The anonymous letter described a possible love affair at the top of the local jobs center.
President and CEO Edward Peachey was in a romantic relationship with top administrator Haley Loeun, it said.
It described how Loeun was seen at a conference coming out of Peachey’s hotel room at 2:30 a.m, and how they often acted like a couple inside the office — drinking out of the same soda cans and "touching ... in front of staff."
The three-page letter also outlined issues with other staffers and the condition of the building.
"We are just asking for HELP!!!" stated the letter, which arrived at a county commissioner’s office earlier this month. "There needs to be more oversight."
Peachey would not talk about the relationship. Loeun, the business services director, denied to the Tampa Bay Times that they were romantically involved.
"I have a professional relationship with him and consider him a close friend; he is respected by me and numerous other employees," she wrote in an email.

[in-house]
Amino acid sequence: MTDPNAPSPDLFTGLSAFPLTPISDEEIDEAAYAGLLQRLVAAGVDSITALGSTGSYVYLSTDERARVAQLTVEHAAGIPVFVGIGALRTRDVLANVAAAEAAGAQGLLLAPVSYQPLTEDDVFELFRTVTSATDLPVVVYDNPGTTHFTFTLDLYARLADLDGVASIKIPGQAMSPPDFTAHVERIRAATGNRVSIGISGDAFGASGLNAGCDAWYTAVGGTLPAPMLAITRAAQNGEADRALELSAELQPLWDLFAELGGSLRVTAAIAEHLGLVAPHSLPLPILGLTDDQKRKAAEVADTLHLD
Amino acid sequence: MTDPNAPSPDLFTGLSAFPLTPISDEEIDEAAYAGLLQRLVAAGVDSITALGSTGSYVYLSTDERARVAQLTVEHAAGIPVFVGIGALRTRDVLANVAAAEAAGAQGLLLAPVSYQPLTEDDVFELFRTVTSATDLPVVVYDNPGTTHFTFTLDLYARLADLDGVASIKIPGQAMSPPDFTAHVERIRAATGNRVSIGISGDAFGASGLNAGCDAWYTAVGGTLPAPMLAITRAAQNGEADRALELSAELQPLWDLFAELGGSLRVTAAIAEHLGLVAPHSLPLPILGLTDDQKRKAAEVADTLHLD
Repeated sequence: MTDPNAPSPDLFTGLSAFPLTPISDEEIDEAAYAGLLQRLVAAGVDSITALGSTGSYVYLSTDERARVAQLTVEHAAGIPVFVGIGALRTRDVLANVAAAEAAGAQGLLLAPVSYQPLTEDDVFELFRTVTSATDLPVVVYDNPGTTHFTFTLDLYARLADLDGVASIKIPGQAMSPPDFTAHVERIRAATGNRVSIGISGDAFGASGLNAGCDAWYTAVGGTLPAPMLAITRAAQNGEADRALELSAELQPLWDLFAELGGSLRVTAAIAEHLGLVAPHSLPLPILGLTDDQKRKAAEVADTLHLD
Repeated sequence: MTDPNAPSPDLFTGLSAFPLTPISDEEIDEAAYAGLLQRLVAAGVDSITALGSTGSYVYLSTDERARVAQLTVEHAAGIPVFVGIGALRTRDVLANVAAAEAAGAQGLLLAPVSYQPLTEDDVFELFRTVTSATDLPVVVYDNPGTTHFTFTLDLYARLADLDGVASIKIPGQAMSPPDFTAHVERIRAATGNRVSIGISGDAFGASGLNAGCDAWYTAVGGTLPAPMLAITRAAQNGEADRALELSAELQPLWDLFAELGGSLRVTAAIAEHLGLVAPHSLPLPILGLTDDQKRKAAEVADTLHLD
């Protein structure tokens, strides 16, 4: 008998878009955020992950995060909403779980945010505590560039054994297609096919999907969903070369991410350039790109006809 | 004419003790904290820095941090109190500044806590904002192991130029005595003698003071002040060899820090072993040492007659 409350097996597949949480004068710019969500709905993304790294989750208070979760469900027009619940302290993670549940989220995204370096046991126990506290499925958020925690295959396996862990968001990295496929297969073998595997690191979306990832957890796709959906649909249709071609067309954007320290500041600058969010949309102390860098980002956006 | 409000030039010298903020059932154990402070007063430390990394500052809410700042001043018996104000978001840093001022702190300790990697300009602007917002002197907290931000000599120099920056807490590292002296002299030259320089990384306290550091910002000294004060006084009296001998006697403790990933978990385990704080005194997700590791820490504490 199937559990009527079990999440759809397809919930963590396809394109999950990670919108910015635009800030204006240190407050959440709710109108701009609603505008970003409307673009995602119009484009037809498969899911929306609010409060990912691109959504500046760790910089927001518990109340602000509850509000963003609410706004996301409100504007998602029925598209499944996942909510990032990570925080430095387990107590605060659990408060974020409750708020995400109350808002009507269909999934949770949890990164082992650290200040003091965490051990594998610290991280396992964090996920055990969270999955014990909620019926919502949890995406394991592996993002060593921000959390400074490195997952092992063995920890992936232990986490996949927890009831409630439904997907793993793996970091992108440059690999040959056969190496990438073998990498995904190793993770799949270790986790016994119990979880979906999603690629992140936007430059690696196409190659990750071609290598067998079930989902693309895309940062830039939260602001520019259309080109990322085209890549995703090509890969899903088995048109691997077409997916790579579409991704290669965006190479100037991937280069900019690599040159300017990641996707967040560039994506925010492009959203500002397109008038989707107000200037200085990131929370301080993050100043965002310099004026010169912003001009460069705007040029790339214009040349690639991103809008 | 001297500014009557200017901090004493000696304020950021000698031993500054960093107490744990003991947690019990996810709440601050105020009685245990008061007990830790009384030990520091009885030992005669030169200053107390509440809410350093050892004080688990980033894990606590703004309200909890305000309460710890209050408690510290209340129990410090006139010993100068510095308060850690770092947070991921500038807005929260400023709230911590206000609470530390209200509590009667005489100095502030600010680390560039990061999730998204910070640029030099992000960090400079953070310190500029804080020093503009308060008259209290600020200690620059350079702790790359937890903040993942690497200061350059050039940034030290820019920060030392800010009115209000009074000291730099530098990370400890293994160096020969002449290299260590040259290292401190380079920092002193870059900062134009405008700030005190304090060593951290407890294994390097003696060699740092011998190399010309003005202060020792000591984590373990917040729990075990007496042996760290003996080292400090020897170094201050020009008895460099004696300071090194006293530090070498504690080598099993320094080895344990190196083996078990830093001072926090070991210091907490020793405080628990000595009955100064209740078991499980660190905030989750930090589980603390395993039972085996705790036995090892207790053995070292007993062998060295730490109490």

What’s not in question is that Peachey has signed off on four substantial raises for Loeun in four years, as she rose to the highest levels of CareerSource Pinellas and CareerSource Tampa Bay, payroll records show. Her salary ballooned from $47,554 in 2013 to $130,000 last year, making her the agencies’ second highest paid administrator, behind only Peachey.
Also not in dispute: Peachey approved the hiring of three of Loeun’s relatives since 2014. Loeun even gave one of them a performance evaluation.
Peachey told the Times that all hires go "through the same process."
"I approved the hiring of everyone," he said. "But I do not conduct the interviews, and I do not make the decisions."
The two job centers already face local, state and federal investigations into whether they exaggerated reports of how many people they helped find jobs. Now, Peachey and Loeun’s close ties, and the hiring of her relatives, have agency board members questioning whether the two leaders have unfairly rewarded people based on personal connections.